At the same time, it should be noted that while Saudi Arabia's external balances have obviously deteriorated sharply, the deficit remains fairly modest in comparison with prior surpluses.  Indeed, it could probably be financed through the sale of citizens' holdings of property in Mayfair alone!


In any event, there is one regional currency that does float (a bit) with the ebb and tide of the GCC's favorite export: Kuwait.   Unlike the SAR or AED, it did strengthen in 2007 in response to domestic inflation pressures.   Now, it's weakening in line with the decline in oil revenues.   To date, everything looks pretty much consistent with historical precedent.  If there were evidence from KWD were to weaken substantially further, that could be a signal that legitimate pressure is likely to mount upon the SAR.   As of now, however, the canary is alive and well.


Ultimately, the SAR is a political trade much more than it is an economic one.   In this, it resembles Hong Kong much more than it does Russia or Brazil.   To be sure, economics can exert pressure on the politics (viz. 1997 in HK the oil price dumps of the mid 80's and late 90's in the KSA), but then again, the reverse is also true: last week the Saudi authorities basically banned local banks from quoting SAR options.

While Macro Man certainly understands the idea of being long USD/SAR as an asymmetric bet, he's gotta believe that there are better trades out there driven by more transparent factors than Saudi politics (what with the dog-fight for the succession, etc.)  Hell, if Saudi Arabia really were planning to flog off part of Aramco, that could also enter the equation.  In any event, a history lesson is also probably useful; the 1 year forwards have been quoted around 900-1000 pips over the last couple of weeks;  in the 1980's, the biggest annual depreciation that Macro Man could find for the SAR was....1000 pips.  Granted, most of those decision-makers are probably now dead, but it does give you an idea of the gradualism that has traditionally characterized the Saudi currency regime.  Paying current levels looks very likely to produce a riyal, sorry royal, pain in the P/L.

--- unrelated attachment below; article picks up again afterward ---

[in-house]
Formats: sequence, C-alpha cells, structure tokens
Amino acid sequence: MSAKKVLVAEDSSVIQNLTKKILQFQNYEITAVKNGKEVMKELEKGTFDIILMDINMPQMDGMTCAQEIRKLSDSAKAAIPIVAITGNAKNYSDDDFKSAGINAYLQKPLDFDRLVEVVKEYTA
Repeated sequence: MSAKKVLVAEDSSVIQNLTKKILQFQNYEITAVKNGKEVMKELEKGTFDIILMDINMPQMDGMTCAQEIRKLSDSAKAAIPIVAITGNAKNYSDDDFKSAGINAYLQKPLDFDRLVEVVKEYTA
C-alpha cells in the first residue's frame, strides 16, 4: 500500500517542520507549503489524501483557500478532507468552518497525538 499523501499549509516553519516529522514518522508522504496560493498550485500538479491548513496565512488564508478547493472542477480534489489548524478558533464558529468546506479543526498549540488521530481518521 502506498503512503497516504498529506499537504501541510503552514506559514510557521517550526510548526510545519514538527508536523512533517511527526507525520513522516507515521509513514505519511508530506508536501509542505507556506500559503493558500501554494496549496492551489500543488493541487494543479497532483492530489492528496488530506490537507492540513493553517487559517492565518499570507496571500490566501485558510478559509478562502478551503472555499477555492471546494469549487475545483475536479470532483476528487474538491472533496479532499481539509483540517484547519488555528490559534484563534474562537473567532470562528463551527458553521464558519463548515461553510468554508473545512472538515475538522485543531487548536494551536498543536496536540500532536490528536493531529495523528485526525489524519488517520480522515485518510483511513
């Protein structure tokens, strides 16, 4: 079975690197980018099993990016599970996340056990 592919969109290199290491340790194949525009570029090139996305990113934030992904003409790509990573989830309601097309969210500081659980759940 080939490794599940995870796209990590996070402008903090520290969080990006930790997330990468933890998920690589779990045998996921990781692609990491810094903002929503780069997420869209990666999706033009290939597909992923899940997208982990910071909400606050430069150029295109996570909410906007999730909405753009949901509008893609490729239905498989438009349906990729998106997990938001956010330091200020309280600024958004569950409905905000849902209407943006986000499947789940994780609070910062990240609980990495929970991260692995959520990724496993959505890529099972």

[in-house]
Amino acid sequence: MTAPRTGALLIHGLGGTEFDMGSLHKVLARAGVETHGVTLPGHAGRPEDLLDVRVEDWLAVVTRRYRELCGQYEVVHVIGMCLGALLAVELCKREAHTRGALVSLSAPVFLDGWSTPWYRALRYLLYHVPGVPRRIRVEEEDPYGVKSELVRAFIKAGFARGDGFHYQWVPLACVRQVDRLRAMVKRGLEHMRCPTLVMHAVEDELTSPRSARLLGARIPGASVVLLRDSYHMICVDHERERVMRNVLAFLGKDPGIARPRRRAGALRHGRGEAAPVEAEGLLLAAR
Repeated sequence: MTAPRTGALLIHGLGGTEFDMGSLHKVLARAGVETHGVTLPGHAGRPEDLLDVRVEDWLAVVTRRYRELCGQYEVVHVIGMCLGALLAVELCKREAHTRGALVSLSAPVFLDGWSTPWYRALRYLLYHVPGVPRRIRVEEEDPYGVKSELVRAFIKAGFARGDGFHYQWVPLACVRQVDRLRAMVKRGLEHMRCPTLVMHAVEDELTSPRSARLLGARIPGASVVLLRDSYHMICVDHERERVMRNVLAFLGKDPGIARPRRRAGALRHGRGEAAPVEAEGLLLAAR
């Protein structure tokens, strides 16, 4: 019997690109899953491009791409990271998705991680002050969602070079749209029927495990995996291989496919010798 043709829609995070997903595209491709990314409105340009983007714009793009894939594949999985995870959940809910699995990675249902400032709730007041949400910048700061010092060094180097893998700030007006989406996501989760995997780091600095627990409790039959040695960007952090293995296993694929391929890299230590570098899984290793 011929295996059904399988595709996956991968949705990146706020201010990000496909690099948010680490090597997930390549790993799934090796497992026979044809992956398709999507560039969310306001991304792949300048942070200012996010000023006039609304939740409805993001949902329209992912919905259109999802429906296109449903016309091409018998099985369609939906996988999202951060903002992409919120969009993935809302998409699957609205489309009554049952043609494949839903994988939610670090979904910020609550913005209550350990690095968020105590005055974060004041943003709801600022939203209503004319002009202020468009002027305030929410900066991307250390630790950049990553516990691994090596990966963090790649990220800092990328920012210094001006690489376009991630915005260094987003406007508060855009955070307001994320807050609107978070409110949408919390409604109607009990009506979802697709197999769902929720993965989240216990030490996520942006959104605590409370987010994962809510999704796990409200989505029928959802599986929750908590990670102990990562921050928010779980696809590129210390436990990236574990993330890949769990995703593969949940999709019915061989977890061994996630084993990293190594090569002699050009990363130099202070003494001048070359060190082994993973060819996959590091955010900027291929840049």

And hey, if you absolutely must play a currency peg, why not look at Hong Kong?  You can buy a 1 year 7.85/7.75 1 x 2 put spread (ie, owning the entirety of the peg range) for a modest credit.    Sure, 1 x 2's carry risk...but in the highly unlikely event of a peg break, do you really think it would be to the downside?  Pricing that strike at roughly the same vol as the 7.85's is just wrong wrong wrong; anyone with the cojones to take the other side will almost certainly be glad they did.


Note: It's been brought to Macro Man's attention that his new email distributor may be hitting some spam filters.   If you have signed up to receive this piece on email but not gotten it, please check your spam or promotions folder and add your author to the list of "trusted senders".







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Bruce in Tennessee
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January 26, 2016 at 12:50 PM ×

Keep in mind that no one is right all the time. I come here to read the stories and the theories, but I would never make a bet unless I had thought it through myself, and that is what all of us should do. Some here are, ummmm, not doing well. The question you should ask yourself is Why?

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Bruce in Tennessee
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January 26, 2016 at 1:10 PM ×

One other thought comes to mind. You know, when you don't have much money, sometimes you go shopping and the clerk in the store may ask you what you're interested in. In those times you might reply,"Oh, nothing...just looking."